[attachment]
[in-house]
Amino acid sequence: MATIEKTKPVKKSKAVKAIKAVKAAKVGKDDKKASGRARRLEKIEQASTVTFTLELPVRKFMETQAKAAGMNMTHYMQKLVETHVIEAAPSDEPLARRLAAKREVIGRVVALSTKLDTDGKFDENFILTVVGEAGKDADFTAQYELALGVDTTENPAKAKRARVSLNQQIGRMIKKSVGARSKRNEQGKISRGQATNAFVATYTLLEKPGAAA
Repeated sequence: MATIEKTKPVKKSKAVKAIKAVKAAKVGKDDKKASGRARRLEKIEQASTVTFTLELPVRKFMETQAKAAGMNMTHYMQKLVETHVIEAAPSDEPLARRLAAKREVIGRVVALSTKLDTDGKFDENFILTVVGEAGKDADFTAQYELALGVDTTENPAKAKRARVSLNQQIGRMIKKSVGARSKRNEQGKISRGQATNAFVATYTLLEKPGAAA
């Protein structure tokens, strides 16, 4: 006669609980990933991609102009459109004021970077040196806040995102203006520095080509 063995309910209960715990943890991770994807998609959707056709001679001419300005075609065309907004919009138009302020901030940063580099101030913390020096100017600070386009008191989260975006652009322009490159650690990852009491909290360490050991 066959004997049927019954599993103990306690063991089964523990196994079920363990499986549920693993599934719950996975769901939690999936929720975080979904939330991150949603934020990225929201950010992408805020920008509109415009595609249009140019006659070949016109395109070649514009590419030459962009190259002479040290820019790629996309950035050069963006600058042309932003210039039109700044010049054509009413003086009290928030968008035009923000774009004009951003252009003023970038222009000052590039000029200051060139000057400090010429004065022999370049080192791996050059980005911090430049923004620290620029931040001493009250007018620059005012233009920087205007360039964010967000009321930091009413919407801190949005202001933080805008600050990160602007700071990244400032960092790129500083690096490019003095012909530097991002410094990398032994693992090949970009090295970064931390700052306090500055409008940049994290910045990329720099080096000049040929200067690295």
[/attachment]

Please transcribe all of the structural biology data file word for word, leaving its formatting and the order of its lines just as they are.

[in-house]
Amino acid sequence: MATIEKTKPVKKSKAVKAIKAVKAAKVGKDDKKASGRARRLEKIEQASTVTFTLELPVRKFMETQAKAAGMNMTHYMQKLVETHVIEAAPSDEPLARRLAAKREVIGRVVALSTKLDTDGKFDENFILTVVGEAGKDADFTAQYELALGVDTTENPAKAKRARVSLNQQIGRMIKKSVGARSKRNEQGKISRGQATNAFVATYTLLEKPGAAA
Repeated sequence: MATIEKTKPVKKSKAVKAIKAVKAAKVGKDDKKASGRARRLEKIEQASTVTFTLELPVRKFMETQAKAAGMNMTHYMQKLVETHVIEAAPSDEPLARRLAAKREVIGRVVALSTKLDTDGKFDENFILTVVGEAGKDADFTAQYELALGVDTTENPAKAKRARVSLNQQIGRMIKKSVGARSKRNEQGKISRGQATNAFVATYTLLEKPGAAA
């Protein structure tokens, strides 16, 4: 006669609980990933991609102009459109004021970077040196806040995102203006520095080509 063995309910209960715990943890991770994807998609959707056709001679001419300005075609065309907004919009138009302020901030940063580099101030913390020096100017600070386009008191989260975006652009322009490159650690990852009491909290360490050991 066959004997049927019954599993103990306690063991089964523990196994079920363990499986549920693993599934719950996975769901939690999936929720975080979904939330991150949603934020990225929201950010992408805020920008509109415009595609249009140019006659070949016109395109070649514009590419030459962009190259002479040290820019790629996309950035050069963006600058042309932003210039039109700044010049054509009413003086009290928030968008035009923000774009004009951003252009003023970038222009000052590039000029200051060139000057400090010429004065022999370049080192791996050059980005911090430049923004620290620029931040001493009250007018620059005012233009920087205007360039964010967000009321930091009413919407801190949005202001933080805008600050990160602007700071990244400032960092790129500083690096490019003095012909530097991002410094990398032994693992090949970009090295970064931390700052306090500055409008940049994290910045990329720099080096000049040929200067690295």